Oklahoma Supreme Court strikes down state’s religious charter school as unconstitutional

by | Jul 3, 2024

The Oklahoma Supreme Court ruled that the state’s establishment of a religious school violates both the Oklahoma Constitution and U.S. Constitution by “using public money for the establishment of a religious institution.” The court’s ruling emphasized that approving the application to create St. Isidore, a religious virtual charter school, would result in state taxpayers directly funding religious education. Here is an excerpt from the opinion:

St. Isidore is an instrument of the Catholic church, operated by the Catholic church, and will further the evangelizing mission of the Catholic church in its educational programs. The expenditure of state funds for St. Isidore’s operations constitutes the use of state funds for the benefit and support of the Catholic church.

Here, there is no question that the State will provide monetary support to teach a Catholic curriculum, and students at St. Isidore will be required to participate in the religious curriculum, both of which [our Court has] disallowed.

That funding would not only violate the Oklahoma constitution’s prohibition on “using public money for the ‘use, benefit or support of a sect or system of religion,’” it would also run afoul of the Establishment Clause of the U.S. Constitution’s First Amendment.  

“Like religious instruction in public schools, the public funding of religion undermines fundamental principles of religious freedom for all,” writes BJC Executive Director Amanda Tyler in a new piece for CNN.com, where she mentions this decision among other more troubling developments in Oklahoma, Texas and Louisiana. “By merging religious and political authority, taxpayer funding of religious schools threatens the rights of people of all faiths and of no faith.”

More from the opinion: 

St. Isidore will fully incorporate Catholic teachings into every aspect of the school, including its curriculum and co-curricular activities. It will require students to spend time in religious instruction and activities, as well as permit state spending in direct support of the religious curriculum and activities within St. Isidore–all in violation of the Establishment Clause… [which] prohibits public schools from requiring or expecting students to participate in religious activities.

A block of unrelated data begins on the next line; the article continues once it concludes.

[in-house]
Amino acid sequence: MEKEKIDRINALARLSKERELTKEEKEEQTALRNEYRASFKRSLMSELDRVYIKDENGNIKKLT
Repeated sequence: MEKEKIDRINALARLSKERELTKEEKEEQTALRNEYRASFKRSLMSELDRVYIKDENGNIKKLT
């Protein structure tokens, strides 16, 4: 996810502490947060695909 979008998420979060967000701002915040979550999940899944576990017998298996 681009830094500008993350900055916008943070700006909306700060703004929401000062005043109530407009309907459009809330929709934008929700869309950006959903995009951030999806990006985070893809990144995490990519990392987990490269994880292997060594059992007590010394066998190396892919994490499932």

The court rejected the board’s reliance on a trio of recent U.S. Supreme Court decisions on Free Exercise (Carson, Espinoza, and Trinity Lutheran) that bar states from excluding religious institutions from funding programs on the basis of their religious character. Those cases do not apply here, the majority explained, because charter schools are public schools established by state action.

The differences between the Free Exercise Trilogy cases and this case are at the core of what this case entails–what St. Isidore requests from this Court is beyond the fair treatment of a private religious institution in receiving a generally available benefit, implicating the Free Exercise Clause. It is about the State’s creation and funding of a new religious institution violating the Establishment Clause.  Even if St. Isidore could assert free exercise rights, those rights would not override the legal prohibition under the Establishment Clause.

Even the state’s attorney general, who asked the Oklahoma Supreme Court to step in, warned the Charter School Board last year that approving the application to create St. Isidore would be unlawful state-sponsored religion. The board ignored his advice, making Oklahoma the first state in the nation to establish a religious charter school.

As Tyler wrote for CNN, we can see this decision as some good news in the midst of several troubling developments in this state and others that blur the line between church and state. “As long as the rule of law is maintained, there are still federal and state constitutional guardrails in place to keep this push for theocracy from taking hold.”

Whether the decision will be appealed to the U.S. Supreme Court remains to be seen. This year’s Supreme Court, just now coming to a close, lacked a major church-state case. That may change next year, with this case being one worth watching.